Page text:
Coaching in an Employee Wellness Program


Have you ever considered focusing your health and wellness coaching practice in an employer setting, as part of a company-wide employee wellness program? These programs have become popular with employers as ways to improve employee retention and insurance premiums, but they’re also good avenues for getting some good coaching experience in. A simple Google search can turn up a variety of statistics on employee wellness programs and how they’re often structured, but we wanted to share some practical advice on things to consider if you’re thinking about practicing in an employer setting.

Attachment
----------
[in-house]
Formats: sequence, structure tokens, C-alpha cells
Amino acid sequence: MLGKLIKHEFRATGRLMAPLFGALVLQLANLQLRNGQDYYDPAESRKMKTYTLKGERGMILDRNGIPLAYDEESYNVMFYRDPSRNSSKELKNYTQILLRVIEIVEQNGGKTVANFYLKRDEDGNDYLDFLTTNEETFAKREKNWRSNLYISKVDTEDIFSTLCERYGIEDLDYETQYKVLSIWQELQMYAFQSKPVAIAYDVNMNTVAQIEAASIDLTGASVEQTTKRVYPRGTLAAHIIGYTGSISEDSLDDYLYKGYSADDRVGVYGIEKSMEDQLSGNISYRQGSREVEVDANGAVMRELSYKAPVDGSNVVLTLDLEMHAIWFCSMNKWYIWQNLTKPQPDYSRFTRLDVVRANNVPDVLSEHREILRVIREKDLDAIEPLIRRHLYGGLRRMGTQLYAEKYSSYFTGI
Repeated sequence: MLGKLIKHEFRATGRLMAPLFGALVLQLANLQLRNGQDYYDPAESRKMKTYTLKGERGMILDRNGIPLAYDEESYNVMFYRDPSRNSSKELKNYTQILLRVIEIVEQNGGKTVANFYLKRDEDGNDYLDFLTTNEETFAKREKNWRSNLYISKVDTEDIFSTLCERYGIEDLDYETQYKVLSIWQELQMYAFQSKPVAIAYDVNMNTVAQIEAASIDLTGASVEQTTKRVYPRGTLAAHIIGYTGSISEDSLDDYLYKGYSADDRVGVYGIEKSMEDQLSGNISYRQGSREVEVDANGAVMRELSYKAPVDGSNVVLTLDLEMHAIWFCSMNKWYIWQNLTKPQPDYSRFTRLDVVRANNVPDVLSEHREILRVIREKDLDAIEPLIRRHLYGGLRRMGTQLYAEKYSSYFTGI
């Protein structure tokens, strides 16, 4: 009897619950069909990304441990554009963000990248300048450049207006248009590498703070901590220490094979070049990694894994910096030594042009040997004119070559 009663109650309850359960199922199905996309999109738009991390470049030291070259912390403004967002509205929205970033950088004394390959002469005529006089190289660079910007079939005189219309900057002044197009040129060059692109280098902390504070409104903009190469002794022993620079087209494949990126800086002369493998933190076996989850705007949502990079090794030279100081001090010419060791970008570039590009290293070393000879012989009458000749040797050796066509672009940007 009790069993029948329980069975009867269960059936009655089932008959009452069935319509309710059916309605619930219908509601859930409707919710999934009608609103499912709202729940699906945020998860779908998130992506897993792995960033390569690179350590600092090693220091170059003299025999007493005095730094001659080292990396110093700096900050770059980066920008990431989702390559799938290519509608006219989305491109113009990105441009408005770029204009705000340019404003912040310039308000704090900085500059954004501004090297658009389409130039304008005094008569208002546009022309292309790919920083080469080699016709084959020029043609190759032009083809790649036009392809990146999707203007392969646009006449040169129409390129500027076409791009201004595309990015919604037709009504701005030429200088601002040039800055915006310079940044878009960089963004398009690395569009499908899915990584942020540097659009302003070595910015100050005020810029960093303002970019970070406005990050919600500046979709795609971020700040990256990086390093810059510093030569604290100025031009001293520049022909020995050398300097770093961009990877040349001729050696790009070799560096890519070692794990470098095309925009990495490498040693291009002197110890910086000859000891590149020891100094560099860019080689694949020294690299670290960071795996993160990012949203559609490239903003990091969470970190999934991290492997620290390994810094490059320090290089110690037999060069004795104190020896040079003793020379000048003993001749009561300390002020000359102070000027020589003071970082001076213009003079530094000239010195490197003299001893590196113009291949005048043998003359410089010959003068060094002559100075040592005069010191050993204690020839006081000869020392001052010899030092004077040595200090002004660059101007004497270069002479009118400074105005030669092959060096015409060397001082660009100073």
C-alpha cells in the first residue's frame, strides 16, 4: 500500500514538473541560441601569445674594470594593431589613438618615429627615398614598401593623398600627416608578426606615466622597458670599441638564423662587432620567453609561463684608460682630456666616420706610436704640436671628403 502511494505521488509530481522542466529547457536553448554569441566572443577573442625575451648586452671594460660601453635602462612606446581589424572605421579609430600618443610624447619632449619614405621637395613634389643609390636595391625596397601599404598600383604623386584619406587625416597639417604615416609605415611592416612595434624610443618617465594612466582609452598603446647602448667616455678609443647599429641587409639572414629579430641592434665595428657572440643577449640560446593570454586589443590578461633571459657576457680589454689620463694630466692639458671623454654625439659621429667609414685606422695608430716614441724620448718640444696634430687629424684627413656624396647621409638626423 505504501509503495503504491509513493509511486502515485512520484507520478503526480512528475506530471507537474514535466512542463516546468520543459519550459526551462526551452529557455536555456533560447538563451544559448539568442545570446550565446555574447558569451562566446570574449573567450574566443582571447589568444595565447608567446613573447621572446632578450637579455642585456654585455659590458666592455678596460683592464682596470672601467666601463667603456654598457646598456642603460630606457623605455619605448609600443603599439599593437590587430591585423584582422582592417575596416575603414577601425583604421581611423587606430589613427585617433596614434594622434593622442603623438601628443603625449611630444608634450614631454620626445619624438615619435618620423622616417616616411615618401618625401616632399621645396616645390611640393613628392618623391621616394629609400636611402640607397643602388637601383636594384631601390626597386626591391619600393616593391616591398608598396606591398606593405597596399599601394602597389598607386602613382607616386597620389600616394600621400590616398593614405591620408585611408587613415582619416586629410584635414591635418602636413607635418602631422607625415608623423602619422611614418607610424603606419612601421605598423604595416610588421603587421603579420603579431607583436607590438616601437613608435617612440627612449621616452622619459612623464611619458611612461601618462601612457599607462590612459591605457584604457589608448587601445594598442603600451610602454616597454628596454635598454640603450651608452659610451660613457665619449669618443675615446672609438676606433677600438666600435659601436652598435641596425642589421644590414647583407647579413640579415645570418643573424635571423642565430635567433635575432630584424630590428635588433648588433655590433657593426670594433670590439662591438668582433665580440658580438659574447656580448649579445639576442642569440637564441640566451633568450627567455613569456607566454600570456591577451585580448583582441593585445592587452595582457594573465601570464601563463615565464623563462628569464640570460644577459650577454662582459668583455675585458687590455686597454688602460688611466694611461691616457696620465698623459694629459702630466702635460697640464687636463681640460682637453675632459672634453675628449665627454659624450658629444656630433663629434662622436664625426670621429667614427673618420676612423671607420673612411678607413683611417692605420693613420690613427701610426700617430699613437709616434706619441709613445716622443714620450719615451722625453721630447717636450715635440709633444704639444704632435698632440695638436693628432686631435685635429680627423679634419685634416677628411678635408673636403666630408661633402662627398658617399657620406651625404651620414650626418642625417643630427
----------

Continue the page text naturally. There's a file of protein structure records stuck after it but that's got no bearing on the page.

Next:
First, the misconceptions.

Because employee wellness programs are touted as ways for employers to save on health care expenses or improve worker productivity, it’s easy to think that “wellness” in this scenario refers to data points like cholesterol levels or helping diabetics manage their daily needs on the job. In truth, employee wellness is so much more robust, just like coaching private clients. All aspects of a person’s life come into play, from spiritual and financial wellness to physical fitness, sleep and nutrition.

Providing resources for employees to create meaningful differences in their lives not only helps keep them engaged with their work and fosters stronger company loyalty, but also spills over into their personal lives, giving the potential for more grounded wellbeing.